“Come in, Nicholas, quickly.”
Immediately, Anderson knew something was amiss. There were far more brothers here than he had expected, including a number he had never seen before. They must have come from another chapter of the society, which made the urgent business Powell had called the meeting for all the more mysterious. The room was charged with a curious energy, not unlike the air shortly before a storm struck. Burkett’s normally jovial face was pinched with worry. Anderson surveyed the expressions of his fellow brothers as he took his seat. An array of emotions bedecked their countenances. None were pleasant. Anger, frustration, and disbelief made multiple appearances. But most prominent of all, an underlying emotion seemingly present on most of the faces here, was a fatalistic resignation.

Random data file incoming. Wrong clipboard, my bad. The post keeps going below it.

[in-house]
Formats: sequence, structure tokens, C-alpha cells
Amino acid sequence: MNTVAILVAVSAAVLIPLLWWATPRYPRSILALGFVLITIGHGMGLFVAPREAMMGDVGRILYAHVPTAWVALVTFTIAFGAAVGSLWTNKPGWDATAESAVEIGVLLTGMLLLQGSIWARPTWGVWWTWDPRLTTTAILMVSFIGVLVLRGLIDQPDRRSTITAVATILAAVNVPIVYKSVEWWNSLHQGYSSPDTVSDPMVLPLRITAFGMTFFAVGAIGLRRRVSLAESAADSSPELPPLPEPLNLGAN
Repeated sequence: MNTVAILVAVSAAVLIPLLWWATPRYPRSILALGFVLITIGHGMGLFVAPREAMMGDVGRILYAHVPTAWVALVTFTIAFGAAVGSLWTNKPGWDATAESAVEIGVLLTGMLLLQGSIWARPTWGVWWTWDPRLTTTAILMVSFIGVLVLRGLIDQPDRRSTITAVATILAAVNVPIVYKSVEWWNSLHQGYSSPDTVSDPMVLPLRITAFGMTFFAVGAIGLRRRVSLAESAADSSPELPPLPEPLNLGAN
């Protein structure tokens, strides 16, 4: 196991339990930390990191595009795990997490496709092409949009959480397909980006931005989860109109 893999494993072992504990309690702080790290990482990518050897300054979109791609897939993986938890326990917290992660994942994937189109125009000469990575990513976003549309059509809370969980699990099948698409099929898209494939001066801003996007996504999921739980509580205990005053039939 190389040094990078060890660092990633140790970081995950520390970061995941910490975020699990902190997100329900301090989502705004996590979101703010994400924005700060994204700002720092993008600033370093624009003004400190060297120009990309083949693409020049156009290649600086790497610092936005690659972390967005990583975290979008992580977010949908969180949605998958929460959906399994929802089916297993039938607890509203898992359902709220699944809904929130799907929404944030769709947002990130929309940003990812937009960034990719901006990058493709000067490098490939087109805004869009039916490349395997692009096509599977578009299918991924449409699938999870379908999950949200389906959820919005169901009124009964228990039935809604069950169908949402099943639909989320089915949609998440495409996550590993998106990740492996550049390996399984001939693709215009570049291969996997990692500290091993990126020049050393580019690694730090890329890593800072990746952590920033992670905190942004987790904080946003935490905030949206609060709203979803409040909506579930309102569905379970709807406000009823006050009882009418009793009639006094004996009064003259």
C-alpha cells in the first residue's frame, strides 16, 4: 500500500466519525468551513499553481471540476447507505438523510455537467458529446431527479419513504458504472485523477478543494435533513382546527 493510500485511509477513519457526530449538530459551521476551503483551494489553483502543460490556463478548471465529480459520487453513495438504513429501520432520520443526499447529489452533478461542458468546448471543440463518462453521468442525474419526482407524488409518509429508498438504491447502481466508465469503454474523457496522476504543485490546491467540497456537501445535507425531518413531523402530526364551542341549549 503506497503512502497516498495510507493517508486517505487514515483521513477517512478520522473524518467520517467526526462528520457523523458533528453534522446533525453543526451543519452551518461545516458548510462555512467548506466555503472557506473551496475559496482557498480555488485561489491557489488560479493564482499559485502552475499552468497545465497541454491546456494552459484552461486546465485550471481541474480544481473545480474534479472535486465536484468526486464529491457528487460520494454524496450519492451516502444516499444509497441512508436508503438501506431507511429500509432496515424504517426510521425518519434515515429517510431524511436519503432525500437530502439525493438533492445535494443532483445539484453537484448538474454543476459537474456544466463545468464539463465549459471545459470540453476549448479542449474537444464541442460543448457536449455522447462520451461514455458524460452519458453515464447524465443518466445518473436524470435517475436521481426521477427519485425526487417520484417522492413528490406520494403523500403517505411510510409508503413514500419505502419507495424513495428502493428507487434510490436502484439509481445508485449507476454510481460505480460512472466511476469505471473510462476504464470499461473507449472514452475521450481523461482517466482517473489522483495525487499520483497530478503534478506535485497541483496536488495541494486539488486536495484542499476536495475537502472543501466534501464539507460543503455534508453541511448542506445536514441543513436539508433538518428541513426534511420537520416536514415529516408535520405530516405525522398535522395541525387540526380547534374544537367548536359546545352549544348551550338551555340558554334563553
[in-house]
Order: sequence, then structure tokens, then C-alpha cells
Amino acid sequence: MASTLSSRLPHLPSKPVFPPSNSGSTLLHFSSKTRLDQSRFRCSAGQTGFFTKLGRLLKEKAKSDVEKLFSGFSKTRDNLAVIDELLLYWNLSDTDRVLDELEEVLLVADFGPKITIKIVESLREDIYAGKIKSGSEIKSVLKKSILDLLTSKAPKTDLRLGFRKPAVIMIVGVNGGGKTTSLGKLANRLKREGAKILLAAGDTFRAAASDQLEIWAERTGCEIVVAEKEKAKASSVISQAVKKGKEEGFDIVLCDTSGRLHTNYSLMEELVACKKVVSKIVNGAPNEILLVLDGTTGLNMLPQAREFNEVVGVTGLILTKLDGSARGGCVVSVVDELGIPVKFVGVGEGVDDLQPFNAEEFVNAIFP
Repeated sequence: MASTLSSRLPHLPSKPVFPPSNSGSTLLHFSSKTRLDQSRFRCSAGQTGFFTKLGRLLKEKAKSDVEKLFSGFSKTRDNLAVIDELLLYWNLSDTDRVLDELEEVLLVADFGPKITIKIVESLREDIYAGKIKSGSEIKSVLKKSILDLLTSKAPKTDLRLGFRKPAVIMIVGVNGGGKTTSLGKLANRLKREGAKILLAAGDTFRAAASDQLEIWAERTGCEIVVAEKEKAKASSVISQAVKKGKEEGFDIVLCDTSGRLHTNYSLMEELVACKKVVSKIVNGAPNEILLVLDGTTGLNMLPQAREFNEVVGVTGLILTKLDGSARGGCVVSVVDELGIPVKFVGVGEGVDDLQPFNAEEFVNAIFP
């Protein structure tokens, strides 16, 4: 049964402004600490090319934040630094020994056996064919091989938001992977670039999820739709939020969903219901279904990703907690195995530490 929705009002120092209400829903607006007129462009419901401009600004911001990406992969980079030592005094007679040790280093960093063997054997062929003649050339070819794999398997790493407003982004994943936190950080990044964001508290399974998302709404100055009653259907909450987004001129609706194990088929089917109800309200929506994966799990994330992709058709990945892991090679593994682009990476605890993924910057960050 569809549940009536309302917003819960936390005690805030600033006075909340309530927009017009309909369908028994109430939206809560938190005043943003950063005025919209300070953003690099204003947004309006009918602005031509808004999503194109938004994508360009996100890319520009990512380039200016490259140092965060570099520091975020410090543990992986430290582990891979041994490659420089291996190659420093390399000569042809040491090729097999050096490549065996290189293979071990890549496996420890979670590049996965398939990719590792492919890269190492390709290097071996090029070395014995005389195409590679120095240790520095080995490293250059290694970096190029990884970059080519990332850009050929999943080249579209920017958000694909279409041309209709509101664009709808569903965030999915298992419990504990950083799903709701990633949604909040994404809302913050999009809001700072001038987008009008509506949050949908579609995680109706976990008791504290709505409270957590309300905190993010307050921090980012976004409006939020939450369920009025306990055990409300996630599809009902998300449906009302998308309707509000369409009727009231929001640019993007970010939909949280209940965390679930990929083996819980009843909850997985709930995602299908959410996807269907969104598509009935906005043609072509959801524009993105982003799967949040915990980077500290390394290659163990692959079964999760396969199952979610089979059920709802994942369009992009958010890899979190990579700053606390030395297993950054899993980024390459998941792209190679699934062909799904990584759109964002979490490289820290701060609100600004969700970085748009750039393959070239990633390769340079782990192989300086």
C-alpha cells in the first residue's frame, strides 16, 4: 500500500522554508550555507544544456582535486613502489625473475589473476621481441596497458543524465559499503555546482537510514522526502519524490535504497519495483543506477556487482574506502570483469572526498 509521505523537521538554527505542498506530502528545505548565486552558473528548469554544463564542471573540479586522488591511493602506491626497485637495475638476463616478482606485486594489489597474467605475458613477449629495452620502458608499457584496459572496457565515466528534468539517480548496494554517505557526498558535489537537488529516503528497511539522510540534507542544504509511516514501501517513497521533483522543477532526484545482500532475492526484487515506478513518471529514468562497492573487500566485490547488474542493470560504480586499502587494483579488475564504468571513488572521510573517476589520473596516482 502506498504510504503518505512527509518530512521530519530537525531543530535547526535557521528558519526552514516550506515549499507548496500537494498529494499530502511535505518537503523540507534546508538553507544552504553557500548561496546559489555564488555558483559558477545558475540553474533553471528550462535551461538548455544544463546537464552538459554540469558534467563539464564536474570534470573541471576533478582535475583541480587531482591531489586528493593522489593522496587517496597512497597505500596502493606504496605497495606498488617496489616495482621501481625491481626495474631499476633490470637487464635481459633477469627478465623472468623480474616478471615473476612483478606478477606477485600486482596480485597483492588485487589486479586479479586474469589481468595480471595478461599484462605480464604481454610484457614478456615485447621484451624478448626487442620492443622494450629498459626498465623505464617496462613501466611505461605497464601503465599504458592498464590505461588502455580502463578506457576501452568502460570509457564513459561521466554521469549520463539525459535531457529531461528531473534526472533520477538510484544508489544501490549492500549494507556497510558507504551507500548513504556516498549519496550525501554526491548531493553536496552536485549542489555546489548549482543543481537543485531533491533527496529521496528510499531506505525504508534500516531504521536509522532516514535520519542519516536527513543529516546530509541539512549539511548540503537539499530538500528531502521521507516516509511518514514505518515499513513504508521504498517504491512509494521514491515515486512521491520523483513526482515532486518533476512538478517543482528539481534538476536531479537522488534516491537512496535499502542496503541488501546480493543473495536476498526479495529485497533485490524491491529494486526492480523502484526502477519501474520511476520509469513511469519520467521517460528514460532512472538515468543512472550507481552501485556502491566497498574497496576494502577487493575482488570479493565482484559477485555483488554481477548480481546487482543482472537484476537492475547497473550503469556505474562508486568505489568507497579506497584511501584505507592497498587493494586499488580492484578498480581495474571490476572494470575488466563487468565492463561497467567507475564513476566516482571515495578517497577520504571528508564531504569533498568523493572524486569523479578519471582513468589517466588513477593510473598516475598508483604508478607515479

“Nicholas, so nice of you to join us,” Powell said. Anderson was about to reply with an excuse about the weather, but Powell didn’t give him the chance.
“Gentlemen, the path forward is clear. The only question is, do we have the courage to take it?”
“What you’re proposing is treason!” countered a thin man with a New England accent.
“We were born in treason,” Powell countered. “We had to defend against allegations of further treason throughout our early years. And yet, we remained stalwart. Our forefathers made the difficult decisions necessary to defend our nation. Shall we cast off their sacrifice and disgrace their legacy, in this, our nation’s hour of need?”